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An Exploration Into J.B Priestley's Dramatic Methods Within Act 3, 'An Inspector Calls'.

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An Exploration Into J.B Priestley's Dramatic Methods Within Act 3, 'An Inspector Calls': By Sophie Darch In this essay, I intend to explore the ways in, which drama is brought into J.B Priestley's famous, moralistic play: 'An Inspector Calls'. I will do this by looking specifically at Act 3, which I believe is the climax and most dramatic point in the play. We see the play set in the Birling's home, a highly affluent and socially respected family dwelling. But as the play progresses, we see the family home and personal relationships turn dramatically upside down. Unity is destroyed as the Inspector gradually brings to the surface the characters past behaviour to a certain Eva Smith, or Daisy Renton. The main theme or moral as some may put it throughout the play, is that of the need for social responsibility, and the theory that we are all 'one body' and should look after one another in any way we deem possible. Act 3 is the last piece in the puzzle. By the end of the Act, everything fits neatly into place, only to be dramatically torn apart by the final phone call, which leaves the audience inquisitive and questioning. ...read more.


Birling: "Look, Inspector- I'd give thousands- yes, thousands" This quote from Arthur Birling clearly reflects, the character's diminishing attitude towards the Inspector. Yes of course he would give lots of money now to help Eva Smith in her troubled situation, but back when she really needed the money, he would not have looked at her twice. It is clearly ironic. Priestly uses this irony through many of the characters within the play. Another example of this would be Sheila's changing attitude and feelings towards her parents after the Inspector has left. The rather agreeable and shallow Sheila begins to show more depth to her character, and a more mature way of handling the situation with her parents. Sheila: "If you want to know, it's you two who are being childish!" The many examples of this type of irony, again reflects the tension building between the characters, and how their personalities have changed or developed since the Inspector's call. The irony simply helps to engage the audience and make them more involved in the play. The Inspector holds the most mystery within the play. Throughout the first two acts, he remains calm and collected, even as the Birling family become increasingly frustrated and hysterical. ...read more.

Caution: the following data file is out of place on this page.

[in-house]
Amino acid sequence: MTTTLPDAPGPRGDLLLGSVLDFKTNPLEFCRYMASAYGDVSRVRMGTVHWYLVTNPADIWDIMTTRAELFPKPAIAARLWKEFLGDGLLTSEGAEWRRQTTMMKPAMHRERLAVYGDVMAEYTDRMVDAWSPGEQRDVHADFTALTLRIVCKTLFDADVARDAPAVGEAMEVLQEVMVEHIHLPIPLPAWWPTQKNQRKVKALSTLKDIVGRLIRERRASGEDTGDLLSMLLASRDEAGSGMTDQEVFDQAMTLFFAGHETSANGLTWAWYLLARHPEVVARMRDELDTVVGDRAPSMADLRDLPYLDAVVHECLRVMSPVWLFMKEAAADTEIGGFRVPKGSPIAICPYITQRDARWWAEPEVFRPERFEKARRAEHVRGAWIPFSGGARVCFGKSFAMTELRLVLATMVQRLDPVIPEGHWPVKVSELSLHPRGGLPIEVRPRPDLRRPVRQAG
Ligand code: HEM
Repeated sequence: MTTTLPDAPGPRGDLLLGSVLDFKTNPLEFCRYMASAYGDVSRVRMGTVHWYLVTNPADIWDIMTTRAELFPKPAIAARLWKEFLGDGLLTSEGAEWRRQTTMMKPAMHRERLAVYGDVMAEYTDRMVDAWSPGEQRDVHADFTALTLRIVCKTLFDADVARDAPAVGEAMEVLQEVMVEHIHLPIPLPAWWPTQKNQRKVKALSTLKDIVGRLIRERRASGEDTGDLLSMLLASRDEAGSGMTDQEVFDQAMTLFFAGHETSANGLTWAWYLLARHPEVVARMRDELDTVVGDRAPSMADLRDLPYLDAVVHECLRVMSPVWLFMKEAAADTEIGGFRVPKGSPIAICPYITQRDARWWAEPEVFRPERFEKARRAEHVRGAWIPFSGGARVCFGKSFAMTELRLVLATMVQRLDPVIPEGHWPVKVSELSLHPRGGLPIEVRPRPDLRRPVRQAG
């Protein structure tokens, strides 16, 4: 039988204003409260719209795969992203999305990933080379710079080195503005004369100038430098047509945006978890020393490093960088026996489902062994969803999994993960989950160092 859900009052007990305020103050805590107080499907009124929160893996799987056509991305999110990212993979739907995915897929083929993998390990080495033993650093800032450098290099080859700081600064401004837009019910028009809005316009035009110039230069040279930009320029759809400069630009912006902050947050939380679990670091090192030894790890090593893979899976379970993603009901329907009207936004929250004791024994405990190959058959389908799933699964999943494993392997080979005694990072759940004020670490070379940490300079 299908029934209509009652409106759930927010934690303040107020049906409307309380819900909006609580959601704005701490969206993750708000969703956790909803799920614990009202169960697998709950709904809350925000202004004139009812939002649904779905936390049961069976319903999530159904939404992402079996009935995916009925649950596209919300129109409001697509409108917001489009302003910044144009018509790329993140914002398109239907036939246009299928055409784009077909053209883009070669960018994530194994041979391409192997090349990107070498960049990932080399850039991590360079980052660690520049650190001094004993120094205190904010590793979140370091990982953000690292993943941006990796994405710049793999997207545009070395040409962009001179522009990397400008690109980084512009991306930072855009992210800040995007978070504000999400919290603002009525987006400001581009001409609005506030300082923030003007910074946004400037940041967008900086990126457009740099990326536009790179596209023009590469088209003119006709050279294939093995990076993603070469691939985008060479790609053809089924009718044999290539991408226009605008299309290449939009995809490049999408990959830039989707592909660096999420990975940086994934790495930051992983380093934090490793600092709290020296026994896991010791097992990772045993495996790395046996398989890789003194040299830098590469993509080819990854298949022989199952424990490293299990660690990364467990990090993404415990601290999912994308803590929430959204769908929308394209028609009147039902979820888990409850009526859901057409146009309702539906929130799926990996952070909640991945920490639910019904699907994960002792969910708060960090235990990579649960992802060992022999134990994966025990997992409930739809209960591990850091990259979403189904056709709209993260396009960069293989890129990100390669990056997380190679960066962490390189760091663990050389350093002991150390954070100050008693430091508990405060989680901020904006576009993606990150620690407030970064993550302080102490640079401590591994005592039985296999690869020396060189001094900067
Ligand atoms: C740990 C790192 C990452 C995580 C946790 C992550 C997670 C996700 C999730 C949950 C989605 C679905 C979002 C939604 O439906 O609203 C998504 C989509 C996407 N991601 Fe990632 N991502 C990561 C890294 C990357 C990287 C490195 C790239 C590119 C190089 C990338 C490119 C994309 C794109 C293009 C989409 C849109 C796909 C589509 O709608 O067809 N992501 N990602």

but with a twist in which we see a family fall apart around the unapparent political mayhem within the so called "Golden Era". The social context of the play (set in a time when there was little state intervention for people like Eva/Daisy) also helps shape our understanding of the play, so that we are able to see a time where social standing was important and also how destructive it can be. It reinforces Priestly's message that we must learn from the mistakes of others. I think that in today's society the play is still relevant as is reflects the idea that not everyone is as quite sure about political issues as they would like to think, which is one of the main concepts of the play. Of course there is no longer as much pressure on being socially accepted as back in the early 1920s, but there are still the worries of a bad reputation or loss of a career surrounding public scandal. I feel that not everyone is as na�ve today as they were in that period which could affect the way in which people would perceive the play, but it think that it is a gripping enough drama to brush aside all of these insecurities and let the moral of the play shine through. 1 ...read more.

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